#11  
Old 08-30-2007, 08:29 PM
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Default Re: Quicklime vs. portland cement plaster

James, I'm not sure this is appropriate for that bathroom or your locale, but I redid our master bath in our last house and I installed an electric heated floor system in the bathroom. As you are redoing the floor, it's a very simple process to include that upgrade and something to think about (better in a master bath where it gives you more use). It probably cost us about $300 for the electric mat plus the thermostat, but it was one of those little things that really makes you happy on a cool winter morning. It's on our must do list for our new house.

I'm going to look into these high end plaster systems for my redo of my oven - I'm planning stucco anyhow.

Marc
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  #12  
Old 08-30-2007, 10:23 PM
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Default Re: Quicklime vs. portland cement plaster

Marc,
Nice idea. We're at the coast and it's always cold and damp. Towels never dry. We are thinking of a travertine floor, laid on hardibacker screwed down to the plywood subfloor/joist system.

Where does it fit? Do you have a URL?

This is why we need a General Building forum. :-)

James
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Old 08-31-2007, 02:17 PM
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Default Re: Quicklime vs. portland cement plaster

If you are used to cold and damp, you'll really love heated tile. Want a dry towel? Just leave it on the floor a few hours!

This is the system I used (purchased off the shelf from Lowes)

SunTouch - Electric radiant heat mats

Here's another I found that you can order online

Radiant Heat Systems

You need the resistor (heater), a thermostat and minimal home electric wiring skills (or an electrician). The suntouch mat I purchased has a probe that is part of the mat - this interfaces with the thermostat to control the on/off cycling. The second URL includes a lower cost option where it is just the resistor wire without a mat - the mat helps fix the spacing but is not necessary - you could easily just lay the wire in thinset.

The resistor sits on top of the hardibacker and under thinset mortar. My install instructions indicated it's best to lay thinset mortar down under the hardibacker also prior to screwing it into the subfloor to reduce the chance of flex. The only tip that would have improved my installation would be to be sure to carve out a space in the hardibacker for anything thicker than the wire (such as the thermal probe) to avoid a raised area in the tile. If you are doing a formal tile that has precise edges you might even want to lay the wire in thinset first, then have a leveling coat of thinset above it that you set the tile in to be sure it's even.

I am not a contractor though, so please verify any of my advice before proceeding with it.

Marc
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Old 08-31-2007, 03:42 PM
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Default Re: Quicklime vs. portland cement plaster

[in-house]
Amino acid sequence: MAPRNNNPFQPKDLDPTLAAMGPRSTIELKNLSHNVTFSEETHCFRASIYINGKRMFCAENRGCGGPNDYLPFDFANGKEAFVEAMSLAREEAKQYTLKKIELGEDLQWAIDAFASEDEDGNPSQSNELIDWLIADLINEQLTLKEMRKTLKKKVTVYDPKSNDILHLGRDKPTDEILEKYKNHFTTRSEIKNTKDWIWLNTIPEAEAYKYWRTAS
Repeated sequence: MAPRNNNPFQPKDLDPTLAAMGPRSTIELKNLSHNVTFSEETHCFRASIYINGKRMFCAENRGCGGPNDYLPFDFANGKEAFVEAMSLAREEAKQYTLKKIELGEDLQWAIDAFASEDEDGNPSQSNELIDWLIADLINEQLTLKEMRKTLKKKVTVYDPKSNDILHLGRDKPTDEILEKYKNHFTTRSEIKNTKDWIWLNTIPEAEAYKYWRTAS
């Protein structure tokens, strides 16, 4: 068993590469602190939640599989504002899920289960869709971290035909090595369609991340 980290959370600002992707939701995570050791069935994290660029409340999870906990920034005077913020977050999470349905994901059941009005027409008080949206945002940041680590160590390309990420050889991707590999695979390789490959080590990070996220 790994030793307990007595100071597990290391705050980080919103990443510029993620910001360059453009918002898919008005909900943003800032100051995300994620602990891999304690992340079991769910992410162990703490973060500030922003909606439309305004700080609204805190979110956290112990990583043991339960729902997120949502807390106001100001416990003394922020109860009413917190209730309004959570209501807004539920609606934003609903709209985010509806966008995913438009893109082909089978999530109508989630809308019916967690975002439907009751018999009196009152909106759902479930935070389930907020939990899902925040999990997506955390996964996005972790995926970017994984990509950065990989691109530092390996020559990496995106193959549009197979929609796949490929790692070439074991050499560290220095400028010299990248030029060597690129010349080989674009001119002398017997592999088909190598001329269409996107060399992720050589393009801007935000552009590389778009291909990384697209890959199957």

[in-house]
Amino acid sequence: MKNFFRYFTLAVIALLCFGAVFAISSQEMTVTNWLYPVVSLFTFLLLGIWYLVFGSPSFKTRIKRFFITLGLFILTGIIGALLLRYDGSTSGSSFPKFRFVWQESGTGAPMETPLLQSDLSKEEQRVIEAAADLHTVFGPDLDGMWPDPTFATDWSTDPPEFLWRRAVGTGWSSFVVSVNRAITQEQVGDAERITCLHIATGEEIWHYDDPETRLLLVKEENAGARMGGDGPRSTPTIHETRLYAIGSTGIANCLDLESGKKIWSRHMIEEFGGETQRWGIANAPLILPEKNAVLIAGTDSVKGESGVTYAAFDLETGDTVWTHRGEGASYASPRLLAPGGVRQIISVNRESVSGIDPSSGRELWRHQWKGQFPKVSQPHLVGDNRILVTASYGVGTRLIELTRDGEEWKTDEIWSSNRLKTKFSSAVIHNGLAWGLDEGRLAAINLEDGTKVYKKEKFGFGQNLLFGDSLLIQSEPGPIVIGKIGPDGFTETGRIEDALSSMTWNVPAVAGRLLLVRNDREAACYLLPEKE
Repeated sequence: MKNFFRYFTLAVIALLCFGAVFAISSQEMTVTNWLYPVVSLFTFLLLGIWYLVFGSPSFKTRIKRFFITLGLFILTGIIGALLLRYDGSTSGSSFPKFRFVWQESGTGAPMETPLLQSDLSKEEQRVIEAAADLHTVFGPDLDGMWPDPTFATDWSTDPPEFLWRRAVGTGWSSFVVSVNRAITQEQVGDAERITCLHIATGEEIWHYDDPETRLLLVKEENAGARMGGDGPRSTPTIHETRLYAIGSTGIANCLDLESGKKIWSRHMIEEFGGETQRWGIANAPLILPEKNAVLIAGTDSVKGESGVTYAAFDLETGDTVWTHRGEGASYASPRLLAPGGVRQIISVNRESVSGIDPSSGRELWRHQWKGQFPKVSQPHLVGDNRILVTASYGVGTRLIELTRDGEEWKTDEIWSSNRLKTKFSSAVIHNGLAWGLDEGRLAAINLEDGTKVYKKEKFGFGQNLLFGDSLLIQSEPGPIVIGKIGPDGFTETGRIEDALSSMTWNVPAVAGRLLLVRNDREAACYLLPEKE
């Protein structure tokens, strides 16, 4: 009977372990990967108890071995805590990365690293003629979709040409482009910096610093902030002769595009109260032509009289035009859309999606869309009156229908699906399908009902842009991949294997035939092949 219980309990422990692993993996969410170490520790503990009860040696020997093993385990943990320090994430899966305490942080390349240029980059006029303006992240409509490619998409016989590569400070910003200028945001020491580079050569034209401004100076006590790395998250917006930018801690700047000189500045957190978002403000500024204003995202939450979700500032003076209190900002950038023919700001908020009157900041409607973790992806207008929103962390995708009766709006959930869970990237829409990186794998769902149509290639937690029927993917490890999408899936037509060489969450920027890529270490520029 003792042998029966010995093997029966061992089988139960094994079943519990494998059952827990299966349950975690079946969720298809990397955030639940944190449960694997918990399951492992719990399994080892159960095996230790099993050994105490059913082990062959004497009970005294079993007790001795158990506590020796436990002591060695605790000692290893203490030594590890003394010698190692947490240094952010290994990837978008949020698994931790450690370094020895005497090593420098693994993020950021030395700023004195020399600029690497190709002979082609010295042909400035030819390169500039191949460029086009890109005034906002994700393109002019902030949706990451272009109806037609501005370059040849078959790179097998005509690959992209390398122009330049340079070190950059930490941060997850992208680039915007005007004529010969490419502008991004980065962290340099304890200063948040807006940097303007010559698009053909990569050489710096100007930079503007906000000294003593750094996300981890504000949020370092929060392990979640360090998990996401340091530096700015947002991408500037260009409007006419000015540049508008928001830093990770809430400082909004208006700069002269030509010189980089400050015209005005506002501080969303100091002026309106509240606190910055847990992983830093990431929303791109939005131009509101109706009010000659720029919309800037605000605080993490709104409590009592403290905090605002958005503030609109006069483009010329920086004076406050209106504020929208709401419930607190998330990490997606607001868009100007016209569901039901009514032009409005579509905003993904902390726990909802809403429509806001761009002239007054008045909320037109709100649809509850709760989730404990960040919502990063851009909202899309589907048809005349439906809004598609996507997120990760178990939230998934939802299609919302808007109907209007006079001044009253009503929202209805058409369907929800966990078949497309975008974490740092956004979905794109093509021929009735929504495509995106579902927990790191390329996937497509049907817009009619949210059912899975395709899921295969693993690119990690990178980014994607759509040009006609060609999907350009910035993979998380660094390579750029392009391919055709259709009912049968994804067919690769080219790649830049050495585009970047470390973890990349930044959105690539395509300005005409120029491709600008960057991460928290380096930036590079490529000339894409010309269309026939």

I just forwarded this to Carrie. She grew up with plumbed-in towel rails. Thanks for the lead. More to come on this.
James
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Old 08-31-2007, 08:08 PM
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Default Re: Quicklime vs. portland cement plaster

James Quick lime is a very dangerous product. The quick implies that it is alive. If you touch it it will burn your hands. When you add water to it to hydrate it, it will boil and reach a very high temp. The two limes that are safe to work with are hydraulic and hydrated limes. Hydraulic limes are used with gypsum products. Such as guaging plaster, or Keenes Cement. There is a niche for these products. They are not inferior to others, but different in type, nature and behavior. Hydrated lime is quick lime which has been slaked and partially dehydrated. Hydrated lime is what is used in high end finishes. It comes in type N low magnesium, and type s higher mag. The best is type N. You can slake it from one month to five years or more to increase its quality.. The difference between Venecianos and Marmorinos is size of aggregate. Basically 50 percent each and some binders. Portland cement with either limes chemically reacts and hardens in a short time. The hydrated lime reacts chemically with the marble and carbonizes to a stone like hardness in 28 days. Hence the draping off of building exteriors in Italy. Ciao Ken
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  #16  
Old 08-31-2007, 11:26 PM
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Default Re: Quicklime vs. portland cement plaster

Hi Ken,

Thanks for sharing your knowledge on this one. (Ken is a pro, Italian-trained Venetian plasterer). This is very helpful and it all is starting to make a little more sense. One of the Italian plaster makers claims to age N type lime in a cave for one year before using it. I haven't quite figured out why aged lime putty is better, but I am getting there. I can see why you would never mix your own at home.

I have also read that portland-based plasters can be more difficult to work with (fast setting and hardening), and that you cannot apply it over gypsum compound on drywall -- you need fresh green board. Is that right?

Looking forward to my trial plaster. Also, the color-in samples were from Texston -- the colors and finish are very nice.

James
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